Sending Emails in Python — Tutorial with Code Examples

Here is how it looks in practice:

import smtplib

port = 2525
smtp_server = "smtp.mailtrap.io"
login = "1a2b3c4d5e6f7g" # your login generated by Mailtrap
password = "1a2b3c4d5e6f7g" # your password generated by Mailtrap

Mailtrap makes things even easier. Go to the Integrations section in the SMTP settings tab and get the ready-to-use template of the simple message, with your Mailtrap credentials in it. It is the most basic option of instructing your Python script on who sends what to who is the sendmail() instance method:

Sending Emails in Python — Tutorial with Code Examples

The code looks pretty straightforward, right? Let's take a closer look at it and add some error handling (see the comments in between). To catch errors, we use the try and except blocks.

# The first step is always the same: import all necessary components:
import smtplib
from socket import gaierror

# Now you can play with your code. Let's define the SMTP server separately here:
port = 2525
smtp_server = "smtp.mailtrap.io"
login = "1a2b3c4d5e6f7g" # paste your login generated by Mailtrap
password = "1a2b3c4d5e6f7g" # paste your password generated by Mailtrap

# Specify the sender's and receiver's email addresses:
sender = "from@example.com"
receiver = "mailtrap@example.com"

# Type your message: use two newlines (\n) to separate the subject from the message body, and use 'f' to  automatically insert variables in the text
message = f"""\
Subject: Hi Mailtrap
To: {receiver}
From: {sender}
This is my first message with Python."""

try:
  # Send your message with credentials specified above
  with smtplib.SMTP(smtp_server, port) as server:
    server.login(login, password)
    server.sendmail(sender, receiver, message)
except (gaierror, ConnectionRefusedError):
  # tell the script to report if your message was sent or which errors need to be fixed
  print('Failed to connect to the server. Bad connection settings?')
except smtplib.SMTPServerDisconnected:
  print('Failed to connect to the server. Wrong user/password?')
except smtplib.SMTPException as e:
  print('SMTP error occurred: ' + str(e))
else:
  print('Sent')

Once you get the Sent result in Shell, you should see your message in your Mailtrap inbox:

Sending Emails in Python — Tutorial with Code Examples

Sending emails with HTML content

In most cases, you need to add some formatting, links, or images to your email notifications. We can simply put all of these with the HTML content. For this purpose, Python has an email package.

We will deal with the MIME message type, which is able to combine HTML and plain text. In Python, it is handled by the email.mime module.

It is better to write a text version and an HTML version separately, and then merge them with the MIMEMultipart("alternative") instance. It means that such a message has two rendering options accordingly. In case an HTML isn't be rendered successfully for some reason, a text version will still be available.

import smtplib
from email.mime.text import MIMEText
from email.mime.multipart import MIMEMultipart

port = 2525
smtp_server = "smtp.mailtrap.io"
login = "1a2b3c4d5e6f7g" # paste your login generated by Mailtrap
password = "1a2b3c4d5e6f7g" # paste your password generated by Mailtrap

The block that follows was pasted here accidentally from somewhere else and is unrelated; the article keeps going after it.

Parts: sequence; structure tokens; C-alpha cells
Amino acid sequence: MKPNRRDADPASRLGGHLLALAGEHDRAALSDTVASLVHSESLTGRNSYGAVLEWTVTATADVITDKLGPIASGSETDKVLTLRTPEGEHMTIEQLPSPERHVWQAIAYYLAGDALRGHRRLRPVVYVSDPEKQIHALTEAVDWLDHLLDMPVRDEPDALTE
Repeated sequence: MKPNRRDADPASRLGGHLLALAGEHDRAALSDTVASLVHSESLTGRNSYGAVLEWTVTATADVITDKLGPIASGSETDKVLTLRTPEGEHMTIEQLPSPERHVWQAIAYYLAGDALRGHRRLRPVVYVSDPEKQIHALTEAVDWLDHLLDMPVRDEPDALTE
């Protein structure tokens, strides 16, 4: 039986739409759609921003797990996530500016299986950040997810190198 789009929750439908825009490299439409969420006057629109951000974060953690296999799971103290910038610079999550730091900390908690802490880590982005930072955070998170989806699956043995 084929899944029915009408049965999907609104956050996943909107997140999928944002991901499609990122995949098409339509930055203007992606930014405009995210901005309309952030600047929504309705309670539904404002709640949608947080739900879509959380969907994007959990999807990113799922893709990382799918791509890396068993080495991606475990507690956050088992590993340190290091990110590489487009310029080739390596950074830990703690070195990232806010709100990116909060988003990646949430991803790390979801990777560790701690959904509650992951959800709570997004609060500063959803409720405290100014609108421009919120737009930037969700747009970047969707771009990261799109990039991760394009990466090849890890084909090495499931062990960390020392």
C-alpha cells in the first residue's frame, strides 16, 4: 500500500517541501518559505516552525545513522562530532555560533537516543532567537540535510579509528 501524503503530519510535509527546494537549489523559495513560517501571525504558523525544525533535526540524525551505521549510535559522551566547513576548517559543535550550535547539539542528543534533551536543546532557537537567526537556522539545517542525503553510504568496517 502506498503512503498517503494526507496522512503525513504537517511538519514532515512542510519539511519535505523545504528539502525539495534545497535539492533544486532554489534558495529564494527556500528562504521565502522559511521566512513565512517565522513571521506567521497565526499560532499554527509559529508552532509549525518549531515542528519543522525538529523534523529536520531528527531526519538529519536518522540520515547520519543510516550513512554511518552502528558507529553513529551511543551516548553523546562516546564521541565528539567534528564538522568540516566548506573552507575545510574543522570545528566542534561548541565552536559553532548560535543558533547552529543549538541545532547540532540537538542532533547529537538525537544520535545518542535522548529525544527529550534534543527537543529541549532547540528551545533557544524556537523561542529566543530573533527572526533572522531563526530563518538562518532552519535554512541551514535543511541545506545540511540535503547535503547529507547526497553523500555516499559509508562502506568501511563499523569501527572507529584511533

sender_email = "mailtrap@example.com"
receiver_email = "new@example.com"

message = MIMEMultipart("alternative")
message["Subject"] = "multipart test"
message["From"] = sender_email
message["To"] = receiver_email
# Write the plain text part
text = """\ Hi, Check out the new post on the Mailtrap blog: SMTP Server for Testing: Cloud-based or Local? https://blog.mailtrap.io/2018/09/27/cloud-or-local-smtp-server/ Feel free to let us know what content would be useful for you!"""

# write the HTML part
html = """\ <html> <body> <p>Hi,<br> Check out the new post on the Mailtrap blog:</p> <p><a href="https://blog.mailtrap.io/2018/09/27/cloud-or-local-smtp-server">SMTP Server for Testing: Cloud-based or Local?</a></p> <p> Feel free to <strong>let us</strong> know what content would be useful for you!</p> </body> </html> """

# convert both parts to MIMEText objects and add them to the MIMEMultipart message
part1 = MIMEText(text, "plain")
part2 = MIMEText(html, "html")
message.attach(part1)
message.attach(part2)

# send your email
with smtplib.SMTP("smtp.mailtrap.io", 2525) as server:
  server.login(login, password)
  server.sendmail( sender_email, receiver_email, message.as_string() )

print('Sent')

Sending Emails in Python — Tutorial with Code ExamplesThe resulting output

Sending Emails with Attachments in Python

The next step in mastering sending emails with Python is attaching files. Attachments are still the MIME objects but we need to encode them with the base64 module. A couple of important points about the attachments:

  1. Python lets you attach text files, images, audio files, and even applications. You just need to use the appropriate email class like email.mime.audio.MIMEAudio or email.mime.image.MIMEImage. For the full information, refer to this section of the Python documentation.
  2. Remember about the file size: sending files over 20MB is a bad practice.

In transactional emails, the PDF files are the most frequently used: we usually get receipts, tickets, boarding passes, order confirmations, etc. So let's review how to send a boarding pass as a PDF file.